Wednesday, August 19, 2015

If this is Thursday it must be postcards, 208

 Piazza Grande

 Different view of the Cathedral

Some time ago my wonderful French friend sent me these postcards from Modena, Italy where he now lives.  The first one, at the top, shows the Piazza Grande with the Cathedral and the Communal Palace.  They are UNESCO World Heritage sites.  The first stone for the Cathedral was laid in 1099 under the direction of the Countess Matilda of Tuscany. The second card shows another view of the Cathredal.  The third card, below, contains a picture of the theater designed in a "pure Italian style," according to my friend.

The theater house

Modena is best known today as the “capital of engines” or the “World’s Super Car Capital” because Ferrari, De Tomaso, Lamborghini, Pagani and Maserati have headquarters in the city or nearby.  The 360 Modena (Ferrari) and a Ferrari color Modena yellow were both named for the city.  There is a strong sporting tradition in the town mainly involving auto racing.

Modena is very ancient.  The Villanovans inhabited the territory around Modena in the Iron Age.  Others who lived here at different times were Ligurian tribes, Etruscans, and the Gaulish Boii.  Although the exact date of the founding of the city is unknown it was already in existence during Hannibal’s invasion of Italy in 218 BC.  The University of Modena was established in 1175 and later expanded in 1686 by Francesco II d’Este.  The Este family was identified as lords of Modena as early as 1288 and from 1336 onward was permanently in power during the Middle Ages.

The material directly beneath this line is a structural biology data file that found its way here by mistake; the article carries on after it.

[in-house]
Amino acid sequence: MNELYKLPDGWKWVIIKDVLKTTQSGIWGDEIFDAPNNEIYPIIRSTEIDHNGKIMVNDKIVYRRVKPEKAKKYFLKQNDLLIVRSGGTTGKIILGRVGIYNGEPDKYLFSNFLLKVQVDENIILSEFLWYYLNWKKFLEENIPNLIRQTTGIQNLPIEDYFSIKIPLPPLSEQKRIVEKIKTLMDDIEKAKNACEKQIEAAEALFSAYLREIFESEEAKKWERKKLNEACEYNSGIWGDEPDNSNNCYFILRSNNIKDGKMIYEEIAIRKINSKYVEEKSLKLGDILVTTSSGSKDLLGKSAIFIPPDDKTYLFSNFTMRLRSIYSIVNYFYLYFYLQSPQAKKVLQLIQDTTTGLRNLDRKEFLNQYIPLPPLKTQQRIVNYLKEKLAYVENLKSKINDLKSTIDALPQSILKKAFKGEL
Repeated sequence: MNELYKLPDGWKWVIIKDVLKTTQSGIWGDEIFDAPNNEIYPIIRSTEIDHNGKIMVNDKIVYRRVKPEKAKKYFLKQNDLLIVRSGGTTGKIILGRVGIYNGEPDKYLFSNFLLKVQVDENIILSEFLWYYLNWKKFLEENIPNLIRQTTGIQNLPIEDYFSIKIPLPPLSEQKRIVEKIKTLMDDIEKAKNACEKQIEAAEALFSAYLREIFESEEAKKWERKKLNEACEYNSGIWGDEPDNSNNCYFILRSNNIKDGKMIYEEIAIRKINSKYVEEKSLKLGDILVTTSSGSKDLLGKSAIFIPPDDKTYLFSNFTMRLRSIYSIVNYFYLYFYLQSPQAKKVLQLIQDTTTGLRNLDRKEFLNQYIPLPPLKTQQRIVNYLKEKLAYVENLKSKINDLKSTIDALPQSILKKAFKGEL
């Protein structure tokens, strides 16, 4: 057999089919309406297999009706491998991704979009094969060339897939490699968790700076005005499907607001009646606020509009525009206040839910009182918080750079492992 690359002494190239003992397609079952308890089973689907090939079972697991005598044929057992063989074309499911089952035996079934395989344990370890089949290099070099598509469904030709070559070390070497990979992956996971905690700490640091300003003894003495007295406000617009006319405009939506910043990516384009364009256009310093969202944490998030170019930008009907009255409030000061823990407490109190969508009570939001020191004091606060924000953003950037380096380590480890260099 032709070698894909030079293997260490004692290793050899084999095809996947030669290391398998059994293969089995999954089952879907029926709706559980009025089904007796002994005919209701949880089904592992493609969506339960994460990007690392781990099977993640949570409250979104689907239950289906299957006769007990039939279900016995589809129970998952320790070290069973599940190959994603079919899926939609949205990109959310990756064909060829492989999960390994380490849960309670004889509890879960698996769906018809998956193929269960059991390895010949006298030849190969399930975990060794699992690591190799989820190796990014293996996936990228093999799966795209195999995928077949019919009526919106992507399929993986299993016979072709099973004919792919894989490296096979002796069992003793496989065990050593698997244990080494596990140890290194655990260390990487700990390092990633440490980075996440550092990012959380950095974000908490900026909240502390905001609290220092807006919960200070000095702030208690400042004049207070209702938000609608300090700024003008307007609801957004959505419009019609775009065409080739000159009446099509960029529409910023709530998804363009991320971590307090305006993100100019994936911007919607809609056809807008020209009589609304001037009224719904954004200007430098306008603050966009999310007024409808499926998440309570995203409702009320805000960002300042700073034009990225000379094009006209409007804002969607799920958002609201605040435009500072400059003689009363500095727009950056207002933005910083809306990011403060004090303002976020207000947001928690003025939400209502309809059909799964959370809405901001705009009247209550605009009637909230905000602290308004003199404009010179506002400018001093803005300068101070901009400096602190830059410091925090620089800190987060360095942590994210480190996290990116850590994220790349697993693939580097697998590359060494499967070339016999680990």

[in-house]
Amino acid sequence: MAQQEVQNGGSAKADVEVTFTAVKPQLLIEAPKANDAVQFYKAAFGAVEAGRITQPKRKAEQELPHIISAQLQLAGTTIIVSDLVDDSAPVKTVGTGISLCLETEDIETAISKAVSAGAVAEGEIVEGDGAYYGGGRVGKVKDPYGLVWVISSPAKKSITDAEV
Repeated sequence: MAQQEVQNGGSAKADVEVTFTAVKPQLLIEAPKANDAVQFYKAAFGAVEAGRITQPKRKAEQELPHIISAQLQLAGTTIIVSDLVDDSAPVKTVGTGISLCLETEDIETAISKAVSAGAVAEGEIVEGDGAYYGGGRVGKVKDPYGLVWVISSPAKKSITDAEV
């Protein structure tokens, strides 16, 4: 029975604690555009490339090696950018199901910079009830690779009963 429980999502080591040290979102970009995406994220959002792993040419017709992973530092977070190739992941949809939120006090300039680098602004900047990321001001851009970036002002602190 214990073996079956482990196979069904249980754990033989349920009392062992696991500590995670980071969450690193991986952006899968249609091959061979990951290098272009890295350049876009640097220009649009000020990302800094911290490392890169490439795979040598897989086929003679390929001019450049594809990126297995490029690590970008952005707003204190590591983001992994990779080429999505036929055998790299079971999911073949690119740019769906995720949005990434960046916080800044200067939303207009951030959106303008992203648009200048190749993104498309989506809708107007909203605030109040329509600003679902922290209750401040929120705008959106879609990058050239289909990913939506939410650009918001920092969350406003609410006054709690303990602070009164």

Balsamic vinegar is made here and with the city of Parma (and Parmesan Cheese) not far away samples of both these items made their way to us last year—were very tasty and much appreciated.  Tortellini and tortelloni, ring shaped pasta stuffed with meat or cheese, comes from Modena.  Other specialties include meats, hams, salamis and dishes called “zampone” (more fat) or “cotechino” (lean) Modena that are both preserved meats made from less tender cuts, and usually served with polenta and lentils.  For dessert one could choose the Torta Nera, a black tart made of coffee/cocoa with almond filling in a fine pastry dough.  

In addition to the pretty photographs on the card fronts I found the stamps to be interesting and quite lovely as well.  The two blue stamps are most likely the regular postage but the others show the wine industry and a library interior.  As always, my thanks to my kind friend. 

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Since we will be without internet access for a few days, this Thursday postcard is a day early.

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